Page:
Reilly worked part-time driving cabs around Denver for years. But his true passion was writing. Over the course of decades, he proceeded with great discipline -- and, apparently, a fair degree of secrecy -- to write novel after novel, yet made few attempts to market them. But now two of his friends, following a request made in his will, have forged ahead with plans to publish all of the Murph novels starting with the first one, which gets a sendoff at the downtown Tattered Cover Tuesday evening.
"Gary lived and breathed fiction," says mystery writer (and former Denver Post reporter) Mark Stevens. "We started trading manuscripts a few years ago, him helping me more than I was helping him. I encouraged him to try to get out a bit more, but he knew very well he was just one of a million writers trying to get latched on somewhere."Stevens and former Post cartoonist Mike Keefe, who met Reilly decades ago, formed Running Meter Press with the specific aim of publishing Reilly's tales of Murph, a shy, lazy cabbie who keeps getting reluctantly mixed up in the lives and intrigues of his fares. The company now has an imprint and distribution deal with Boulder's Big Earth Publishing. Stevens says the second Murph title, Ticket to Hollywood, will be out in another six months.
Reilly, who served as an MP in Vietnam, also wrote in several other genres, from fantasy to thrillers -- more than twenty novels in all. "We might even slide out some of his other books," Stevens says. "He wrote two of the finest Vietnam novels I've ever read, some psychological noir, some fantasy and sci fi."
Born in Kansas, Reilly majored in English at Colorado State University and took graduate courses in creative writing at the University of Colorado at Denver. "He was an absolutely wonderful writer," recalls one of his instructors, Joe Nigg, the author of several acclaimed books on mythical creatures. "He was also the only writer I know who didn't try to sell anything."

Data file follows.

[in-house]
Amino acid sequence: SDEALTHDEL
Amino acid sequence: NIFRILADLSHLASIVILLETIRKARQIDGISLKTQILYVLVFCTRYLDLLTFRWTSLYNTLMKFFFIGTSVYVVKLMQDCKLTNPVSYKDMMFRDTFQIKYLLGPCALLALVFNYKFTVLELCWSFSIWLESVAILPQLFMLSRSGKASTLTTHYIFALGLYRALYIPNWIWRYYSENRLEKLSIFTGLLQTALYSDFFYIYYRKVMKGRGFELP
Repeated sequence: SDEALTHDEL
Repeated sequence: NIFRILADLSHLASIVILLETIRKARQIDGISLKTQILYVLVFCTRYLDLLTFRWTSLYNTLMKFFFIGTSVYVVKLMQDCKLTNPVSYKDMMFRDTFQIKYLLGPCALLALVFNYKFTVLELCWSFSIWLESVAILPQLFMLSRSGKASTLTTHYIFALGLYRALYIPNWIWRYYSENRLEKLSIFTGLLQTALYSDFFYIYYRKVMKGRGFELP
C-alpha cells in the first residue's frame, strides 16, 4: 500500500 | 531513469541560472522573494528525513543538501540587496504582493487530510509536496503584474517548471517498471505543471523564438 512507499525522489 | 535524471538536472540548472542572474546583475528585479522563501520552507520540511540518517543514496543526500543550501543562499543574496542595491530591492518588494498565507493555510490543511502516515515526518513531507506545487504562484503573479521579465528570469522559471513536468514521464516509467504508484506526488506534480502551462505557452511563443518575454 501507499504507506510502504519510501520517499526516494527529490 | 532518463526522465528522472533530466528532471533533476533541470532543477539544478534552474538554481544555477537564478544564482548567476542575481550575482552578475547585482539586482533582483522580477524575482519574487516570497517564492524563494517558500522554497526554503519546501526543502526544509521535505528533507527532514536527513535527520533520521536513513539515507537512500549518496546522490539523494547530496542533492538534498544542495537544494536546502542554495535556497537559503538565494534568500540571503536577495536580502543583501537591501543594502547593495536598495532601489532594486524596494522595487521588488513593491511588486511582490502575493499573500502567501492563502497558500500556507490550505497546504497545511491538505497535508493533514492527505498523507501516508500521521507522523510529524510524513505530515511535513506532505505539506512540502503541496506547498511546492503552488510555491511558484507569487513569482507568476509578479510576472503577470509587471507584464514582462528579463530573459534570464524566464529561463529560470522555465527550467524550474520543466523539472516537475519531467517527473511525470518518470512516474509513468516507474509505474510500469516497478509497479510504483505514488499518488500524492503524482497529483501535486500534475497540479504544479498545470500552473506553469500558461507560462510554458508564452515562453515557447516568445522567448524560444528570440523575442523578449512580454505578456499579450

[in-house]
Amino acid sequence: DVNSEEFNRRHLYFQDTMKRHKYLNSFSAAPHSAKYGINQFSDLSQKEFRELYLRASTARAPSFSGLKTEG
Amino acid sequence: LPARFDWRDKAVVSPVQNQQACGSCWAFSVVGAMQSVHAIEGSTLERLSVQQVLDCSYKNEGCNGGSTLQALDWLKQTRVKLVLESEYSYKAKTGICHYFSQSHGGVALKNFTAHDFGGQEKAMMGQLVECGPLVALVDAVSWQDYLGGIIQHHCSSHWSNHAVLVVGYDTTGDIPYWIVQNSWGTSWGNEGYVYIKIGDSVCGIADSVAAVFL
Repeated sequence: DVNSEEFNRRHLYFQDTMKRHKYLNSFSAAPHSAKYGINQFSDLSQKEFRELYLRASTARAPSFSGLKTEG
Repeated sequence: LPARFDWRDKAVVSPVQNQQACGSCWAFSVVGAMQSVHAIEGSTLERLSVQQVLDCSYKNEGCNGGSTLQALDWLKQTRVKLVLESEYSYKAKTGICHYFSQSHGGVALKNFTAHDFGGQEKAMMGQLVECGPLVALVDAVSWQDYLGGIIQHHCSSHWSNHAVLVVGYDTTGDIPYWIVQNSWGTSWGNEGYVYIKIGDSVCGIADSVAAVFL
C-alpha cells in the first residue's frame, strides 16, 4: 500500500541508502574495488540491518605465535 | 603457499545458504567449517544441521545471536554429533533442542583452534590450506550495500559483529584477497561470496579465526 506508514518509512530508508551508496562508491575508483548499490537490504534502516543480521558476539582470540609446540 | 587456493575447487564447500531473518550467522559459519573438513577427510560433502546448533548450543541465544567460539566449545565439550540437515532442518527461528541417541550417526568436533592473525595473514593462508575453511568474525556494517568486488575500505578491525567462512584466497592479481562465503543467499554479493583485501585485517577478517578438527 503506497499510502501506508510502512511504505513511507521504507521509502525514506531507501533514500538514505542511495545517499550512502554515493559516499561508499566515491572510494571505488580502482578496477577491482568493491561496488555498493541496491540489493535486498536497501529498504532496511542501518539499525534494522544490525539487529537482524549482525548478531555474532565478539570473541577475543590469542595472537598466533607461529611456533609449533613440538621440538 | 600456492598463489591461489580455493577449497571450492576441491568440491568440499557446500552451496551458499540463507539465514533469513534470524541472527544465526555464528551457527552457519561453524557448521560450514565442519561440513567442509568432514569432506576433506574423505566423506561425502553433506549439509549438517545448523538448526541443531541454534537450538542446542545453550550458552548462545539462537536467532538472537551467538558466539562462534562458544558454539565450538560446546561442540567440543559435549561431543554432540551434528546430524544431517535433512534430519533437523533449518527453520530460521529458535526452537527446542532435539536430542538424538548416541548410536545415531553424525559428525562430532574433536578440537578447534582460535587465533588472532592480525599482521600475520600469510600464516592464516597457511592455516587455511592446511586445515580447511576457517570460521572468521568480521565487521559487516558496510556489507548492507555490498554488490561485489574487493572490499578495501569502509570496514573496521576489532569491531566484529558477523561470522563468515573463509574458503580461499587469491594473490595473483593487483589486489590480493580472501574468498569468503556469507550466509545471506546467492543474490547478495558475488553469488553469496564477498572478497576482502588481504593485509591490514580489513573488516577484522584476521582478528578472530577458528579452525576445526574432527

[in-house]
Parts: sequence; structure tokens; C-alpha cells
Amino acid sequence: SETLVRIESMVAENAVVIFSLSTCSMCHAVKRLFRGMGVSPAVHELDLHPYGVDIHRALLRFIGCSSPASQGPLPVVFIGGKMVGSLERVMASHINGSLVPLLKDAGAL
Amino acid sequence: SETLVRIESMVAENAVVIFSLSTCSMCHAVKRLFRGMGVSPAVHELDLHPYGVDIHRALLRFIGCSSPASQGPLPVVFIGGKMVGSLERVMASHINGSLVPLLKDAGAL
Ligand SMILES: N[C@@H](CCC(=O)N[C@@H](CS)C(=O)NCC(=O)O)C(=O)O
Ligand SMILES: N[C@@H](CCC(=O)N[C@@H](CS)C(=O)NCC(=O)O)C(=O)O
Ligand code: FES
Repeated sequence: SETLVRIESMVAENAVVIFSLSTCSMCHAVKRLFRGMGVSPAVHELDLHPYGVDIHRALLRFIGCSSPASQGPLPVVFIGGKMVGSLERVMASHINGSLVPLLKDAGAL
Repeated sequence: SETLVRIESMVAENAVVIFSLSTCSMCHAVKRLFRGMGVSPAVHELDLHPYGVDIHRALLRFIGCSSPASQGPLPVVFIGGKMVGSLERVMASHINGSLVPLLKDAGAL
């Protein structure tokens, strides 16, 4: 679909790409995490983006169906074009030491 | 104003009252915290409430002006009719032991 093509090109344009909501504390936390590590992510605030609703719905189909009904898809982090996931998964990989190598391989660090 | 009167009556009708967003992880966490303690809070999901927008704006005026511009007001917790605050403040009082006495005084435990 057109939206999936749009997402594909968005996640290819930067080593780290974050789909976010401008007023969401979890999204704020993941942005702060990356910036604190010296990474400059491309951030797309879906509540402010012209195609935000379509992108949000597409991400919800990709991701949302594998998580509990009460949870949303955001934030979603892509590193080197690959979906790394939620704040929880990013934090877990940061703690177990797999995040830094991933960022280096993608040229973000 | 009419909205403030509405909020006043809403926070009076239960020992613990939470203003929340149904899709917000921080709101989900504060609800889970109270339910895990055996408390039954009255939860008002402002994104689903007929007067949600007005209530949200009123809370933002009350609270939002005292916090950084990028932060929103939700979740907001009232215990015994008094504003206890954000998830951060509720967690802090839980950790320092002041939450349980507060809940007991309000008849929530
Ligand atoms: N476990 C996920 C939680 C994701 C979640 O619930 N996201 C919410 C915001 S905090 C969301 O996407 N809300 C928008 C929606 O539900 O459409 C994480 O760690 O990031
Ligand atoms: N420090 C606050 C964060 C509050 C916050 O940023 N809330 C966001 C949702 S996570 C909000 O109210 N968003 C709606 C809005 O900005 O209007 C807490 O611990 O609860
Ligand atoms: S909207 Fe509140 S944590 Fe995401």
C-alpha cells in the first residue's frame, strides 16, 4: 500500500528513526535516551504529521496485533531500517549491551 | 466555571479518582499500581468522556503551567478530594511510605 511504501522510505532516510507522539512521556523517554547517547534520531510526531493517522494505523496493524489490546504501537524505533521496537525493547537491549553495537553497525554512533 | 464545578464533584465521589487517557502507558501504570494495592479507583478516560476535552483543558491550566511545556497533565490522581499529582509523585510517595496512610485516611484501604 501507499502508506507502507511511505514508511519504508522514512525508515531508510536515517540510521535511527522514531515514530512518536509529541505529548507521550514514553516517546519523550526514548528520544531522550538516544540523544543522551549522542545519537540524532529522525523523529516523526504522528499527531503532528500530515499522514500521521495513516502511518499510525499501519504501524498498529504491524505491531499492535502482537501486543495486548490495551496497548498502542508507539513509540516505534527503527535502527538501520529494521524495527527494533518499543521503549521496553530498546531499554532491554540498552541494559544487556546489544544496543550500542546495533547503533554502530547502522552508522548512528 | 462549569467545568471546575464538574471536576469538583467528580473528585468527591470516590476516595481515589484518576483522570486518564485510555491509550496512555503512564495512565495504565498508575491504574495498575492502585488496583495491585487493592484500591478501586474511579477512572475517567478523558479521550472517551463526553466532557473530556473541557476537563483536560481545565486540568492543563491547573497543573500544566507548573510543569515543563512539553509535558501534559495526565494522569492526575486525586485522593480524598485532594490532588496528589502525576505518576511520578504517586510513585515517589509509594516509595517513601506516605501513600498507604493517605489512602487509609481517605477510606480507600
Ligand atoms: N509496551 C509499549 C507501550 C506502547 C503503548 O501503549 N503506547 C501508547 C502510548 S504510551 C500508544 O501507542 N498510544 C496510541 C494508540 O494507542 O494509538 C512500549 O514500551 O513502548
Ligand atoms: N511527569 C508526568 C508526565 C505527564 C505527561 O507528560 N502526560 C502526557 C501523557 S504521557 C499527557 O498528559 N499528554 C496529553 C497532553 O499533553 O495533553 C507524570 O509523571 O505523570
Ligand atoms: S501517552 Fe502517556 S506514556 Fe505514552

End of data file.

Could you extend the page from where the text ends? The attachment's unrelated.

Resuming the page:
A story Reilly wrote in one of Nigg's classes, "The Biography Man," was featured in the 1979-80 Pushcart Prize anthology. Nigg describes it as "a Mark Twain kind of thing about a con man on the frontier." But Reilly seemed to lose interest in publication after that. Although Nigg remained a close friend with Reilly for years, his former student never talked to him about the cab novels.
"He was very funny and very social, but at the same time very reclusive and very private," Nigg says. "He cared about the writing, not the rest of it. His commitment to the art is really rare. I find him extraordinary -- and funny as hell."
Stevens says Reilly would occasionally send out a query to a publisher, complete with self-addressed envelope, but was disinclined to "network" his way to solid relationships with agents or editors. "He just didn't quite make the turn to the mayhem we have in the publishing world today," he says.
Reilly haunted Denver bookstores, studied Patricia Highsmith and hardboiled novels from the likes of David Goodis and James M. Cain, and once wrote a monograph on the vagaries of plot. As far as story is concerned, The Asphalt Warrior is an exceedingly mild yarn; not much happens, other than the reader getting acquainted with a wise-cracking, self-deprecating slacker who's not as dumb as he appears. The book ends with Murph starting a new writing project, "believing with all my heart that the final manuscript would never stand the slightest chance of ever being published."
Tomorrow night Denver auditor Dennis Gallagher, another Reilly admirer, will read from the novel, and Keefe and Stevens will share other tales about the author. It all gets underway June 5 at Tattered Cover Lodo, 1628 16th Street, at 7:30 pm.
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